If you’re reading this article, there’s a good chance you’d love to build better websites. But how about flexing the skills you need for:
- More than 30,000 responsive development jobs you can find on the Indeed job board alone?
- The high-paying salary and fascinating work that goes along with them?
- The potential to set your own schedule as a freelancer and/or work remotely from anywhere?
Advanced CSS tools can make all that possible for you. And this article will fill you in on the difference between Flexbox and CSS Grid, two of the most important tools you’ll need, and how you can use them to create amazing digital experiences.
And, if you’re excited to learn even more after this, join us for our advanced CSS course here at Skillcrush—coming soon!
Advanced CSS: Always Adaptable
Flexbox and CSS Grid are two fundamental parts of advanced CSS, which is simply a set of tools and techniques that allow you to more easily create websites for devices of all sizes. From phone screens a few inches wide to desktop screens spanning a few feet, displays today range hugely in size. And, no matter what screen size you’re viewing a site on, you want it to look and work beautifully. Advanced CSS gives you the power to create responsively without the need to manually write code for every possible screen size.
The way Flexbox and CSS Grid make these automatically adjusting displays possible is through the layout. You can use these systems to set up the structure of web pages, including where elements are placed, how they’re lined up, and how they’re rearranged when screen sizes change. Both Flexbox and CSS Grid let you easily do more than with other methods (like the dreaded tables of the early days of the web or the CSS float property you might already know), and each has its own extra-special superpowers that let you get your content in just the size and location you want it.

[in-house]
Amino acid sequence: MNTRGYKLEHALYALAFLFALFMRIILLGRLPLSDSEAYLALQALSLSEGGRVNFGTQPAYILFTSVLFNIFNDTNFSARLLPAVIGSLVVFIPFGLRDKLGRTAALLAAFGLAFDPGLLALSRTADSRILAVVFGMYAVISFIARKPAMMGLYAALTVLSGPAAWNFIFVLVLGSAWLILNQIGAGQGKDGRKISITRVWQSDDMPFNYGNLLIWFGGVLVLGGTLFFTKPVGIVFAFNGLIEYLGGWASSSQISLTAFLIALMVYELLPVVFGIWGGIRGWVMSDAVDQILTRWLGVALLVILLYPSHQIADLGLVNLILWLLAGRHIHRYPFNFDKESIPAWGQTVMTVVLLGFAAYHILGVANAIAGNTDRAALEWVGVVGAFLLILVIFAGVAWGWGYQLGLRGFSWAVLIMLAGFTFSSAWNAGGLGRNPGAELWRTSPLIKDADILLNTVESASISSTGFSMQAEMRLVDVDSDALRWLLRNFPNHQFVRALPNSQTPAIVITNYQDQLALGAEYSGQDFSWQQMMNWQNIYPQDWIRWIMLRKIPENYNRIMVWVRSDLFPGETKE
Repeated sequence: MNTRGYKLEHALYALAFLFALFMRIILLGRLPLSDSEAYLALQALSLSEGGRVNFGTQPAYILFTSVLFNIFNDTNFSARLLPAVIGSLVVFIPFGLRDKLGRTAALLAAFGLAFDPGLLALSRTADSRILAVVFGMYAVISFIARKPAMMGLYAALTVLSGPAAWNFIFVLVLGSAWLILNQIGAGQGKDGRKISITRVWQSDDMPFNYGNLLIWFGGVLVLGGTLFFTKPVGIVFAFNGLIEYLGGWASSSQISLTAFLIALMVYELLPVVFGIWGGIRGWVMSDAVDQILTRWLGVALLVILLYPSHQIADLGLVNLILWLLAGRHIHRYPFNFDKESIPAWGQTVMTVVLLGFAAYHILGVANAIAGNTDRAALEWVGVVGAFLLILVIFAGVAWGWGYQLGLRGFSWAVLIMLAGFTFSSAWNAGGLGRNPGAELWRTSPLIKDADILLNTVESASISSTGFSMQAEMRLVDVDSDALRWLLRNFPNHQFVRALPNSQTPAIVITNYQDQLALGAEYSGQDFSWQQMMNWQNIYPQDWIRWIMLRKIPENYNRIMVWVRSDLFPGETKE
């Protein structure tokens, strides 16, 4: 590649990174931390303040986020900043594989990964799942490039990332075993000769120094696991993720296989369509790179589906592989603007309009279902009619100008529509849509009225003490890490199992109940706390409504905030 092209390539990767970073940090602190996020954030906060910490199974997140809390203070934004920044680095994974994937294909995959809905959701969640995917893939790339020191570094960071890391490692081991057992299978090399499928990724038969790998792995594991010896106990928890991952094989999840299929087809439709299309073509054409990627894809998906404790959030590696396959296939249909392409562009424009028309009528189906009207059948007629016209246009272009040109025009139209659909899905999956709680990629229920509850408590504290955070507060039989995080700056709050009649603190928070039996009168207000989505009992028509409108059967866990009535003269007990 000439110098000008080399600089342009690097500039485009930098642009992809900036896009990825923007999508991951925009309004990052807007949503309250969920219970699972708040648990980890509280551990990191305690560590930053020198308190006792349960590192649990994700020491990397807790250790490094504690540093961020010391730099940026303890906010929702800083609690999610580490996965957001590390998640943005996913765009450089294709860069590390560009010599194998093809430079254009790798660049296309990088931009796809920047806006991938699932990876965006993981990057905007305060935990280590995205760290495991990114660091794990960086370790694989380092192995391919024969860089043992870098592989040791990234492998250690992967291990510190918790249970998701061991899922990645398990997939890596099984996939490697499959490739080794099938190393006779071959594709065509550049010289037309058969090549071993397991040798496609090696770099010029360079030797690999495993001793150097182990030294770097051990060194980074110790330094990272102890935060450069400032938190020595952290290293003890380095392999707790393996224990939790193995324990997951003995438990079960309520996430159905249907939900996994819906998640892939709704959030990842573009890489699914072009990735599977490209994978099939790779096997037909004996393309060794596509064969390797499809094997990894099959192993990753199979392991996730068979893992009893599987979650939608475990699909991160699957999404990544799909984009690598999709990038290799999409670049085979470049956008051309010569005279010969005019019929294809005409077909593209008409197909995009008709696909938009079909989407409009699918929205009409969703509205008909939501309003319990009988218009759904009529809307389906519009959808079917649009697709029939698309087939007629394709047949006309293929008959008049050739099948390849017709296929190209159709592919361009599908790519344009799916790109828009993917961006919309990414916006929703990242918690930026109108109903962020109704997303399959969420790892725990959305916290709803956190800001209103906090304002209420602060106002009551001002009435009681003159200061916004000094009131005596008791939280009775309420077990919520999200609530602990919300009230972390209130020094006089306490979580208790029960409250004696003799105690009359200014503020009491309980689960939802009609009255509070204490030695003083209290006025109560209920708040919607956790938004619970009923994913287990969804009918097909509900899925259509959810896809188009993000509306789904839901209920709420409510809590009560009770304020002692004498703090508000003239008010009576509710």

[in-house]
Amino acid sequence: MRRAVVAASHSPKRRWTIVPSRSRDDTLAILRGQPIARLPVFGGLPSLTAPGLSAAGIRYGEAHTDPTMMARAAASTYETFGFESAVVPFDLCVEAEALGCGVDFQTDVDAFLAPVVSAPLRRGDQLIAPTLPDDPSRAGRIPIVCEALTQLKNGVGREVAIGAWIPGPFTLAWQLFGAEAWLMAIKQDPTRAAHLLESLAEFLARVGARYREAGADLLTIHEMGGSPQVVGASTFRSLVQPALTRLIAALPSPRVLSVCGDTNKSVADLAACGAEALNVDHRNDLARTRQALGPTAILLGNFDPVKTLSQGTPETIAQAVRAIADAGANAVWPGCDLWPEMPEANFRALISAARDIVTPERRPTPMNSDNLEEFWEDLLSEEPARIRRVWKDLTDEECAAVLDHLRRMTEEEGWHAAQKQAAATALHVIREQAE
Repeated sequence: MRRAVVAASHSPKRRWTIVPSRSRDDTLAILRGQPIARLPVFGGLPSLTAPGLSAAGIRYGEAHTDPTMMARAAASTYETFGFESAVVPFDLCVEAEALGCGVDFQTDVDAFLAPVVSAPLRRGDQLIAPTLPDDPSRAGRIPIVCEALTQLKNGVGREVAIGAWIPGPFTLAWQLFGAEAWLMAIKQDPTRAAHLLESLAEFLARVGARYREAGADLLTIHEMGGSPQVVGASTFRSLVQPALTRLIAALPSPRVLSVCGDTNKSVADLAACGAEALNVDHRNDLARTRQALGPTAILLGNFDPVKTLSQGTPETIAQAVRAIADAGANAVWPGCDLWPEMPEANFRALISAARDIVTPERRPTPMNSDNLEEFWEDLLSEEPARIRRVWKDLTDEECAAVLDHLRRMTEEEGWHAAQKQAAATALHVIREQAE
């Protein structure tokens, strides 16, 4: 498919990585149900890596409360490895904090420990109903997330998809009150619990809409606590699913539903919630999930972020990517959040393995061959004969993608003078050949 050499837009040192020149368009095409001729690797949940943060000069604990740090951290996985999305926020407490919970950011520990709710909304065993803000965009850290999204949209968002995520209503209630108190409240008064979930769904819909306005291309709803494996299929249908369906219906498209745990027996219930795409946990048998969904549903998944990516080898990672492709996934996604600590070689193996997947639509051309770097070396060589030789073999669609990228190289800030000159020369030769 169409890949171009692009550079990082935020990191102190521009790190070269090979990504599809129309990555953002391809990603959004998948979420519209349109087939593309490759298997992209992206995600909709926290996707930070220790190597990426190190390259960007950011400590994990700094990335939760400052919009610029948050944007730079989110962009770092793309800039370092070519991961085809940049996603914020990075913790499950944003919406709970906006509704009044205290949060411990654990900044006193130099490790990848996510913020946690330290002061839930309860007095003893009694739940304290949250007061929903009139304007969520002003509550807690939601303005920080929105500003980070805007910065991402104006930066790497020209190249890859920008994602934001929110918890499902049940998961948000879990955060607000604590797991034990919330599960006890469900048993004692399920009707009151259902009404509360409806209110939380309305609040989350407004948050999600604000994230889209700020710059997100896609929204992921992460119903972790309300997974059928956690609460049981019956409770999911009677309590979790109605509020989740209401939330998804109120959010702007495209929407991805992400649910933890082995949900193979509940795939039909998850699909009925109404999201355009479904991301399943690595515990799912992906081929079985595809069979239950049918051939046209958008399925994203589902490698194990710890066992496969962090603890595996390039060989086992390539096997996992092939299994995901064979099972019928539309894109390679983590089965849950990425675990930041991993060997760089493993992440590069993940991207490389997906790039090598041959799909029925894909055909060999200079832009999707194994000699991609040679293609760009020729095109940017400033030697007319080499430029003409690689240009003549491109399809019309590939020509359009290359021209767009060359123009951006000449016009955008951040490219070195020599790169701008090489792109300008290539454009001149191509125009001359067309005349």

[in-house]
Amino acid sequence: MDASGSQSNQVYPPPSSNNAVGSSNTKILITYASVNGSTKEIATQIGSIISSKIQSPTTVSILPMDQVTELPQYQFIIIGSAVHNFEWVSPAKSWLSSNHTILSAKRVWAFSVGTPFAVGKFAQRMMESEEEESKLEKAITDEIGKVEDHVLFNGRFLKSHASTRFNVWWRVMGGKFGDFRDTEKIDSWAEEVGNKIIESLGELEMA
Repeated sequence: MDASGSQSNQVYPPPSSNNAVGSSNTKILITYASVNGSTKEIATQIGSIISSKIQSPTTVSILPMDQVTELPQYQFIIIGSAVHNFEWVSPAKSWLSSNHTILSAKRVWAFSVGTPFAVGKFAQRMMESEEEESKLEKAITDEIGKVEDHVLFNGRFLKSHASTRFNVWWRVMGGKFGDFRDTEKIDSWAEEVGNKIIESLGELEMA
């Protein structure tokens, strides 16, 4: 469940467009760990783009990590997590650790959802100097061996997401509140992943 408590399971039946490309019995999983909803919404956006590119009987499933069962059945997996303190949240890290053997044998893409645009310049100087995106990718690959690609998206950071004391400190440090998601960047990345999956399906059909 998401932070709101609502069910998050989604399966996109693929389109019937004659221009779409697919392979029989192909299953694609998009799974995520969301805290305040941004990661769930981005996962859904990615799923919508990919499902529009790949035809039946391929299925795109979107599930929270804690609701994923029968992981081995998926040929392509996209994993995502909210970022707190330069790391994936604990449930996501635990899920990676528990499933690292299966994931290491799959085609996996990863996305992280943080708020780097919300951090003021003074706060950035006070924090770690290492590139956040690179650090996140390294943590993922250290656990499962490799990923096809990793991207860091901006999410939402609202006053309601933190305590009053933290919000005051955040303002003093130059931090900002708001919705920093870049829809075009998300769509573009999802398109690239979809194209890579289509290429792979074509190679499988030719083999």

Flexbox: One Direction (Sorry, not the boy band!)
The main way you can use Flexbox is to place web content in either rows or columns and align accordingly. So, if your site is viewed on a phone, Flexbox will, for example, shrink down a set of photos so that ten of them fit in two columns of five images each. Yet when the same photos are viewed on a laptop, Flexbox will grow the images and adjust the line-up on the larger display to five columns of two images each. In other words, it’s ideal for when you want your content spread out evenly over a certain space.
CSS Grid: Multi-tasking Magic
CSS Grid mainly differs from Flexbox in that you can use it for content in multiple directions, i.e., both columns and rows. So, unlike Flexbox content that fills up the space available, CSS Grid content can be put exactly where you want it within the “grid” of columns and rows. This makes CSS Grid ideal for whole page layouts, while Flexbox might be a better fit for specific parts.
Flexbox and CSS Grid Together: Wonder Twin Powers Activate
Some layouts might be naturally best for Flexbox and others for CSS Grid. But sometimes the best choice is no choice! Using Flexbox for aligning content within certain elements and then CSS Grid to place all the elements precisely where and how you want them, you’ll get the advantages of both layout tools. And, of course, a gorgeous responsive site your users will love and your employers or clients will be happy to pay handsomely for!
Kelli is our Operations Manager here at Skillcrush. Plus, she's an early alum of Skillcrush 101 who made her career change into tech in her mid-40's! Kelli started with us as our Customer Support Manager and has also taken advanced web development classes and been an organizer in the Helsinki Rails Girls chapter.
In addition to helping the Skillcrush team and our wonderful students, Kelli loves podcasts (especially ones about tech, of course!), Corgis, emojis, and, most of all, catalan-style line dancing – as a true Texan living in Finland would!